Bridging the Manufacturing Gap
Technological transformation creates numerous opportunities in African manufacturing
As Africa’s most remote country, the Central African Republic (CAR) is almost completely lacking in technological and infrastructural connections to the countries surrounding it and even further afield.
Although the country’s capital, Bangui, has relatively fast internet and usable mobile reception, it has missed out on many of the technological phenomena that have come Africa’s way over the years. This has had a direct impact on industry developments, manufacturing capabilities and the general infrastructural development.
The rest of Africa and in particular sub-Saharan Africa are on an upward trajectory when it comes to technology-driven developments, with transformations occurring that are creating numerous opportunities.Sustainable manufacturing
Developments to the manufacturing industry in Africa have never attracted as much attention as they are currently, especially with the 50th anniversary of the creation of the Organisation of African Unity - now known as the African Union - and the vision put in place through Agenda 2063: The Africa We Want.
The aspirations laid out within the document clearly outline the predicted attempts to unify industries in order to make the best of Africa and its resources in the future.
In order to achieve a prosperous Africa based on sustainable developments, the continent will need to become integrated and people-driven to move forward as an influential global player and partner.
At present the continent is witnessing a shift in its most prosperous resources, moving from mining to manufacturing. However, the support needed to ensure that this movement is a success lies within technology and utilising the many new possibilities that it brings.
The challenges that the continent will inevitably face during this period of change can easily be overcome, although enhancements to infrastructure and human capital will be required alongside embracing new technology.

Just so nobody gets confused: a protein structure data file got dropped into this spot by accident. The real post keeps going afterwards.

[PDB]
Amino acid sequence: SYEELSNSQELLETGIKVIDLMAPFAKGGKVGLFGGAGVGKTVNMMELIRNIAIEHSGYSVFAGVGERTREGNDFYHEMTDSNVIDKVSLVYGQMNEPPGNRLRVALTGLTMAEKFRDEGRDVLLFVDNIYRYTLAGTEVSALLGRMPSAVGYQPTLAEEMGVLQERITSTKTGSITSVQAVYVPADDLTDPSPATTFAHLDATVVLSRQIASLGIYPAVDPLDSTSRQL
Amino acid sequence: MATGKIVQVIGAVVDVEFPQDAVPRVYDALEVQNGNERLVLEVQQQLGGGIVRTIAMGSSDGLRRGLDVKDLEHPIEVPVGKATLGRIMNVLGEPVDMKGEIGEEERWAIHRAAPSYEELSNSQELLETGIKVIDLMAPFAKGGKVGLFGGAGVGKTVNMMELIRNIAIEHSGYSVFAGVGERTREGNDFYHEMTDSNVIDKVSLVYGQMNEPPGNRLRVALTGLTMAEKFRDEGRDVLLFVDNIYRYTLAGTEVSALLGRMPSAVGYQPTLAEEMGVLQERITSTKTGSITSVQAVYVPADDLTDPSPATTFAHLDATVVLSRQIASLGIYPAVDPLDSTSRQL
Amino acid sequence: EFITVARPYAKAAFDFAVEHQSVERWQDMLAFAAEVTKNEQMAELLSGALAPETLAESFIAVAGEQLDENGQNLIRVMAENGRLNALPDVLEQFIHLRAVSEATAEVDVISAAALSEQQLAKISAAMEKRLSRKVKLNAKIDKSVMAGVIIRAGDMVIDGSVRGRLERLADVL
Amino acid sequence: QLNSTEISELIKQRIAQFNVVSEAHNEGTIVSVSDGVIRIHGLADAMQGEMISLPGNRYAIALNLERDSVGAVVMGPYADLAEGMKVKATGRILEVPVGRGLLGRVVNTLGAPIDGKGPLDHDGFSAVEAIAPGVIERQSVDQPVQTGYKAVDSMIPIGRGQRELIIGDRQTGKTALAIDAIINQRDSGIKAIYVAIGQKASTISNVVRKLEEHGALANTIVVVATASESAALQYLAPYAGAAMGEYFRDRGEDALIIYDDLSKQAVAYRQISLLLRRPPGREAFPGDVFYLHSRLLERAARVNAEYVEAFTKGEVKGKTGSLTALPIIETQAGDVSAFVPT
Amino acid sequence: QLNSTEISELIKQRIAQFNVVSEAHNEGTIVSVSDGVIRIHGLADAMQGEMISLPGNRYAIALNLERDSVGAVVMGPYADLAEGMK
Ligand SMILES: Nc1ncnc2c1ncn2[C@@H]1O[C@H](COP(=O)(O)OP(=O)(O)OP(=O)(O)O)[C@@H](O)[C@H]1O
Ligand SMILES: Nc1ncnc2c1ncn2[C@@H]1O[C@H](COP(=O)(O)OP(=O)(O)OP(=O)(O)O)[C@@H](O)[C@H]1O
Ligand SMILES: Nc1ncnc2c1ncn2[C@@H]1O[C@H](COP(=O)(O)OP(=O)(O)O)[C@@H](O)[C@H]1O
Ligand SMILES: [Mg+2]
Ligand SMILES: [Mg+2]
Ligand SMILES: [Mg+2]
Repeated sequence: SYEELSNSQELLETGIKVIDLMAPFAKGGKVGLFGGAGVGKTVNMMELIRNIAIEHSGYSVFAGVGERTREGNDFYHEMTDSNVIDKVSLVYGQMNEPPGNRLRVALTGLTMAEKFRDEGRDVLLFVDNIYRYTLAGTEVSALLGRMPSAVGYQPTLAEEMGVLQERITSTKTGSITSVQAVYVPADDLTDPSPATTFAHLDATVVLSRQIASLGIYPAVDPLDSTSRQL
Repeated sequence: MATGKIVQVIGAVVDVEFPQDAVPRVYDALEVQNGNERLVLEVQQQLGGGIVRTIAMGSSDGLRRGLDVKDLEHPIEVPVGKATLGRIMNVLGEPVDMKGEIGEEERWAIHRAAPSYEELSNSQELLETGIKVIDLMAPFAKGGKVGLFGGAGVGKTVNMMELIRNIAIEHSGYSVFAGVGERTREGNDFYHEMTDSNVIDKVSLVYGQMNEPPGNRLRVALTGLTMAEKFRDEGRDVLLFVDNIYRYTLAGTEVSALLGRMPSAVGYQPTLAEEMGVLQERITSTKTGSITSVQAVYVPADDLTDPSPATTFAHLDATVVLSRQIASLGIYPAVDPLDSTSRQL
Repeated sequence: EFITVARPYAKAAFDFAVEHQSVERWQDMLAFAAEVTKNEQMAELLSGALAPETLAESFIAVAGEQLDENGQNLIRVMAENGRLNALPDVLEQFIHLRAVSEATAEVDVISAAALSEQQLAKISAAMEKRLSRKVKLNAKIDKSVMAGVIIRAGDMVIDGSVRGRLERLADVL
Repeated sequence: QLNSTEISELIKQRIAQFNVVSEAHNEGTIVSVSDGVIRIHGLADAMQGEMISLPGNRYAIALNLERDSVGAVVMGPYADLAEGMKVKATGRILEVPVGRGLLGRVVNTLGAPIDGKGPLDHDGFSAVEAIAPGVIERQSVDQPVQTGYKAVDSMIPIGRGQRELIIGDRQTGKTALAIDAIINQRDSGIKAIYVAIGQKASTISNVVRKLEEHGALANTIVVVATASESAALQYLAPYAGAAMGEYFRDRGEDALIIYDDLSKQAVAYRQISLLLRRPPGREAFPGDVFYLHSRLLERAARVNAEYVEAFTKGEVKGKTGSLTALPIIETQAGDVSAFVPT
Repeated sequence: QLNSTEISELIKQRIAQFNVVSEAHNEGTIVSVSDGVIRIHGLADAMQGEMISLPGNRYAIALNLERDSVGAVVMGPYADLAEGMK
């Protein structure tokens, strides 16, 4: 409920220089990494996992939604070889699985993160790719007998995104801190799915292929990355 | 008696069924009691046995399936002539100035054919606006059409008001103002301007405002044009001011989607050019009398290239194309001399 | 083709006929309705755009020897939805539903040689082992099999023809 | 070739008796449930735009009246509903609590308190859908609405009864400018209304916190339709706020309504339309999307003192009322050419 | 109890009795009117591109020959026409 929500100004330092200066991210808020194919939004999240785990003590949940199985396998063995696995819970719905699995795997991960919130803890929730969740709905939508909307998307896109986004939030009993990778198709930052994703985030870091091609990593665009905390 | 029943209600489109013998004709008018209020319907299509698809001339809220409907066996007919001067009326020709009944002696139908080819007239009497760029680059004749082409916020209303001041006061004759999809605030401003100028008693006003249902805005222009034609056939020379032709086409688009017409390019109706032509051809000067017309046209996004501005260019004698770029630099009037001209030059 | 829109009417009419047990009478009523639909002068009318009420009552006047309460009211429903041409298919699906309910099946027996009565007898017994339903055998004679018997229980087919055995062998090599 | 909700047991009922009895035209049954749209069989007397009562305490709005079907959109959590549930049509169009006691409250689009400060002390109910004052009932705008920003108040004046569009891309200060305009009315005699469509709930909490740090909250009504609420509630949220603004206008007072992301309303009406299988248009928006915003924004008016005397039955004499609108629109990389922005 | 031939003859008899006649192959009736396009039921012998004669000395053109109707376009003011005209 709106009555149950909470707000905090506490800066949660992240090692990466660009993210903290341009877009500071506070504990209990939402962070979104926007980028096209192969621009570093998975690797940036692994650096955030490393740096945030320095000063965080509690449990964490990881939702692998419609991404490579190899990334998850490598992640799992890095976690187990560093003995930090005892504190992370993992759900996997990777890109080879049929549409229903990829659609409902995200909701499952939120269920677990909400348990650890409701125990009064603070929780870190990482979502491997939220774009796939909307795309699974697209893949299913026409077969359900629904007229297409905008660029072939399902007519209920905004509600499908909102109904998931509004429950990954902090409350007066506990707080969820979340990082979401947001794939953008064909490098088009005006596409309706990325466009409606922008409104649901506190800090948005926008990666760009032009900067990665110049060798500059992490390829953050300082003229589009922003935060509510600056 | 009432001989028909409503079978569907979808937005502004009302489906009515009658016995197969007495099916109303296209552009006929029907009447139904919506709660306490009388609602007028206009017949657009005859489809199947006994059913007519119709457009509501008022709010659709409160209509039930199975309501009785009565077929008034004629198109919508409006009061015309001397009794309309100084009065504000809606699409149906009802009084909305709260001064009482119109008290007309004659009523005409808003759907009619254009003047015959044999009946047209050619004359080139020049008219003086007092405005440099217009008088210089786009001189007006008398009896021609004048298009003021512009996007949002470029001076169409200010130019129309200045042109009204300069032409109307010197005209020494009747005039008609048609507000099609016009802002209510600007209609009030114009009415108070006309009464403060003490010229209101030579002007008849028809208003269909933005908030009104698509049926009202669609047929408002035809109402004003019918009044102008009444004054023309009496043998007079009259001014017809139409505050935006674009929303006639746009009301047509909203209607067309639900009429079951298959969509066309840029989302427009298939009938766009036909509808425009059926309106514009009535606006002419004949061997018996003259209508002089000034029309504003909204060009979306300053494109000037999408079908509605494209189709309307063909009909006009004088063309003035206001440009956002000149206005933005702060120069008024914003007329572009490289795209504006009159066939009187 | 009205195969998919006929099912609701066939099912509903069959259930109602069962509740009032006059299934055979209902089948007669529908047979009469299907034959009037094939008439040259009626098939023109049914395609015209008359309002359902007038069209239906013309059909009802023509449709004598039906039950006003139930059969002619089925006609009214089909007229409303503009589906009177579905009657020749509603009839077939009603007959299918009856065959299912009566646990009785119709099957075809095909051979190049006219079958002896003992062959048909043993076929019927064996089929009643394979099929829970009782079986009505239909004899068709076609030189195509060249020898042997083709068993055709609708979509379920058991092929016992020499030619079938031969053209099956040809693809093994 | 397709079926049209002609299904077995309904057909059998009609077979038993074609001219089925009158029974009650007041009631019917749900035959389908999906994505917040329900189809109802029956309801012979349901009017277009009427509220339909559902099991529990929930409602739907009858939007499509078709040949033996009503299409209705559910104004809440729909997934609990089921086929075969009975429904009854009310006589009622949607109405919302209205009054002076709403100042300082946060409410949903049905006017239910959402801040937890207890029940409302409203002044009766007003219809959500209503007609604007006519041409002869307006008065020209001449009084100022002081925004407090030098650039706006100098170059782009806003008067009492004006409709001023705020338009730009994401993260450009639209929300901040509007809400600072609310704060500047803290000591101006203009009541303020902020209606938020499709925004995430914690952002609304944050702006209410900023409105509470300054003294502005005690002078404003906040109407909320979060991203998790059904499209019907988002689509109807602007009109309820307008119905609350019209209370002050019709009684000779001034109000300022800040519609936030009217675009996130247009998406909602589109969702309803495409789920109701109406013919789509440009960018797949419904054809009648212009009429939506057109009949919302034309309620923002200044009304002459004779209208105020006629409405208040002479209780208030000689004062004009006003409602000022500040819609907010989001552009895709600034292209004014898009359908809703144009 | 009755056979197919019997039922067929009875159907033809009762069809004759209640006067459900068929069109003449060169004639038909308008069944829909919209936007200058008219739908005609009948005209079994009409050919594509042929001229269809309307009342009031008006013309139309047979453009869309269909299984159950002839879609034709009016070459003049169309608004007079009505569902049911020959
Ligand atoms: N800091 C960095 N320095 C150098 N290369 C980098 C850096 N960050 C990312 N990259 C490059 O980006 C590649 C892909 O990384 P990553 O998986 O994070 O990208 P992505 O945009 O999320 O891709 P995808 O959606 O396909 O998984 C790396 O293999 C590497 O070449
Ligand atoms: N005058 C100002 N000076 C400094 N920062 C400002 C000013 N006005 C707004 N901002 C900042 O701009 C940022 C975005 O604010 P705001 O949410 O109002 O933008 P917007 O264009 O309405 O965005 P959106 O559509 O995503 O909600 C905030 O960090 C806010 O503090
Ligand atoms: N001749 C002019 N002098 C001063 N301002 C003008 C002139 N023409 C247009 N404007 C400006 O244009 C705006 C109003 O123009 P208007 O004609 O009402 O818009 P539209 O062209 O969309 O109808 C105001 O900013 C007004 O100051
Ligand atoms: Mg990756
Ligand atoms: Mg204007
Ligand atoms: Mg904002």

There is an endless array of possibilities available when it comes to technology and the doors it will open for Africa’s manufacturing industry.
Perhaps the first demonstration of the positive impact that technology could have on the continent arrived 10 years ago with the welcoming of mobiles, and within a short space of time millions of people were using them.
Fast forward a decade and mobile phones are just the tip of the iceberg for the continent, with new technologies being used to solve many of Africa’s problems. Although there have been massive leaps forward when it comes to the programmes being used to aid companies and projects, there are still fundamental issues to be dealt with on the continent. For example, it is well known that there are hundreds of millions of people in Africa without power and safe drinking water, therefore it is all about prioritising and planning for future development.
It is becoming increasingly clear that the poverty gaps currently seen in Africa could be lessened by technology, and the same can be said of the gaps in industries such as manufacturing where increased efficiency is desperately needed.
Alongside the uptake in efficiencies in manufacturing, the use of technology in schools is making teaching more effective while also readying the next generation. In a selection of schools, teachers now have the ability to work from an electronic tablet which enables them to carefully plan their lessons.
Following in this vein, companies all over Africa will be able to bridge the gaps in their industries through correct programming and organisation, aiding them in taking the next steps forward to successful growth. Alongside industry growth, technology is set to decrease the sizeable income gap between Africa and the rest of the world, even through the most basic first steps. Although in many parts of the continent it is lacking in the functions of a 21st century economy, it has the right building blocks in place to implement change.
Is technology the answer when it comes to strengthening Africa’s manufacturing industry and reducing its productivity deficit in the near future? Writer: Phoebe Calver